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Not ‘Fully Paid For’: Democrats’ Reconciliation Bill Allows for $1.75 Trillion in New Debt

President Joe Biden speaks to reporters as Senate Majority Leader Chuck Schumer escorts him to a lunch with the Senate Democratic Caucus at the U.S. Capitol, July 14, 2021. (Kevin Lamarque/Reuters)

Despite previous promises that it would be “fully paid for,” Democrats left open the possibility that their $3.5 trillion spending bill would only be half paid for.

As flagged by the Committee for a Responsible Federal Budget, the reconciliation instructions for the spending bill allow for up to $1.75 trillion in borrowing.

“It is not possible to draft and score all of the expected policies prior to consideration of the budget resolution,” a Democratic memo explains. “Given that we will not have budgetary certainty for all of the expected policies prior to locking in the reconciliation instruction to the Finance Committee, the Budget Resolution will not require a specific level of revenue, outlay, or deficit amount in its reconciliation instruction.”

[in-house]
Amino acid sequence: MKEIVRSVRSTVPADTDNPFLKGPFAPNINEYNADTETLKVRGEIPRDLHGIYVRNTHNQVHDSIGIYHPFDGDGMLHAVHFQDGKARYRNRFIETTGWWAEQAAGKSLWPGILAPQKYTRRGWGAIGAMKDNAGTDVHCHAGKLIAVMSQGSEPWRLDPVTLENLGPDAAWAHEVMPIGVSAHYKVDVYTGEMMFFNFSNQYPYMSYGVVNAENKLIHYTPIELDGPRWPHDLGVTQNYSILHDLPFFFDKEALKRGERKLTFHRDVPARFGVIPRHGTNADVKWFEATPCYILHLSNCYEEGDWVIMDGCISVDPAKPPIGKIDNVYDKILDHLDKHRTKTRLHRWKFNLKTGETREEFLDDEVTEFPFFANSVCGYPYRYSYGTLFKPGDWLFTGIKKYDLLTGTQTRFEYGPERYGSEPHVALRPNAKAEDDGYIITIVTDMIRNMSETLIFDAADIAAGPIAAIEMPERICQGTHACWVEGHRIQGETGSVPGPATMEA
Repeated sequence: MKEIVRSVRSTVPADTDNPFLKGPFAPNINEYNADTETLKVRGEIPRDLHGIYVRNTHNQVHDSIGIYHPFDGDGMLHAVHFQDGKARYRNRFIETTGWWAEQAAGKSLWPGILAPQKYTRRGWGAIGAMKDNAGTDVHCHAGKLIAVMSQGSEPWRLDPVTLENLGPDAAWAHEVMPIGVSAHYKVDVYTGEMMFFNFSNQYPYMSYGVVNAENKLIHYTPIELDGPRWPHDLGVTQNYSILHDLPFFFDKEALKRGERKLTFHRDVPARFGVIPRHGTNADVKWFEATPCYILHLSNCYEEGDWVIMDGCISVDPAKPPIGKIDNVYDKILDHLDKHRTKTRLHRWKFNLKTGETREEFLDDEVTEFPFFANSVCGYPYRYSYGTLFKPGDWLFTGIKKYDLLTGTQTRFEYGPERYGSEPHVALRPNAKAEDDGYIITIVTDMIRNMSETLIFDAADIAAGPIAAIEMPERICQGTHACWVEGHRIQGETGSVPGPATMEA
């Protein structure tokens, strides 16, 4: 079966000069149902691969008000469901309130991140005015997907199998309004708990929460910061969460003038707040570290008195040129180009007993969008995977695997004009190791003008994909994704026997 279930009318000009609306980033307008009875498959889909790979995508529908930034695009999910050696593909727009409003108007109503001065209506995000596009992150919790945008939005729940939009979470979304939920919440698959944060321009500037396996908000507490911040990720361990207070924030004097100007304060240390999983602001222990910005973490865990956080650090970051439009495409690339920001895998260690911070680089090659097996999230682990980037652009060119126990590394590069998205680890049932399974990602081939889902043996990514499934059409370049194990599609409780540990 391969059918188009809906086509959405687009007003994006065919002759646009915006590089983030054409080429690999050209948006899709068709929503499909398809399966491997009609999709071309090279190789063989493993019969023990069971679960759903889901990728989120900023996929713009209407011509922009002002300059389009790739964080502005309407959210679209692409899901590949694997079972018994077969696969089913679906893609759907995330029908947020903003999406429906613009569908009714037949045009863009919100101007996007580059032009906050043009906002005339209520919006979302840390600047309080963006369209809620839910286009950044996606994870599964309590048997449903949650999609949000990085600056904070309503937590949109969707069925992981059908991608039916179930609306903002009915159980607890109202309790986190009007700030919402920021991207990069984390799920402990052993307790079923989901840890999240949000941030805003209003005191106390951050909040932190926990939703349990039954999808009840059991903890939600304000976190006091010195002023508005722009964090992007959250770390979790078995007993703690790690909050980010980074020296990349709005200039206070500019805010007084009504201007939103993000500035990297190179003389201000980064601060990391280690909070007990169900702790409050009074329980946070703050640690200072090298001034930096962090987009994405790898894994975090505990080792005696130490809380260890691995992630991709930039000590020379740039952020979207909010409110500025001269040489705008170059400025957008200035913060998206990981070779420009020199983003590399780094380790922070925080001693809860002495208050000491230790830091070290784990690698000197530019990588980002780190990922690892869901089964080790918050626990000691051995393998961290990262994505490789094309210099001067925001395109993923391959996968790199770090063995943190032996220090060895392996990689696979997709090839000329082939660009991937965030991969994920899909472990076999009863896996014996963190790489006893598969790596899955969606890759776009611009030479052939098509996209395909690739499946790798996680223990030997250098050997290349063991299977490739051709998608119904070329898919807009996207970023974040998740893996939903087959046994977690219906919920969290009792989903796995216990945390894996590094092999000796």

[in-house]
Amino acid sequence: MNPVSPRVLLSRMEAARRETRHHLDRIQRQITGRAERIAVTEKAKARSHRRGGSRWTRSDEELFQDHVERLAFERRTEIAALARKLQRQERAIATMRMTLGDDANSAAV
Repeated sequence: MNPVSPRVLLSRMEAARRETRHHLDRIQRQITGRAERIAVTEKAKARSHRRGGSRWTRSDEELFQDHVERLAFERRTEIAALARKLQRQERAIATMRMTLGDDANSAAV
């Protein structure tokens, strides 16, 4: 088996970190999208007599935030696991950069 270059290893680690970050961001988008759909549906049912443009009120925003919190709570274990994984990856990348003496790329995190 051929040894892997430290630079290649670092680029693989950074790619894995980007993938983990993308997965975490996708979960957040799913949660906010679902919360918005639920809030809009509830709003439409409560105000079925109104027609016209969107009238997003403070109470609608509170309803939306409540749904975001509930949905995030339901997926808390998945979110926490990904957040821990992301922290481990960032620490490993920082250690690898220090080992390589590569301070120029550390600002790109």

Translated from Washington speak, what this means is that if Democrats fall short of raising enough taxes to finance their spending over the course of negotiations, they will just go ahead and issue new debt.

This despite the fact that the U.S. has already spent $6 trillion above its already high budget in response to COVID-19 and that President Biden’s own budget expects debt as a percentage of the economy to smash the World War II record this year. It should be noted that Democrats’ task has been made a lot easier by the fact that the infrastructure bill that Republicans have helped Democrats pass would increase deficits by $256 billion despite prior GOP promises that it would be fully paid for.


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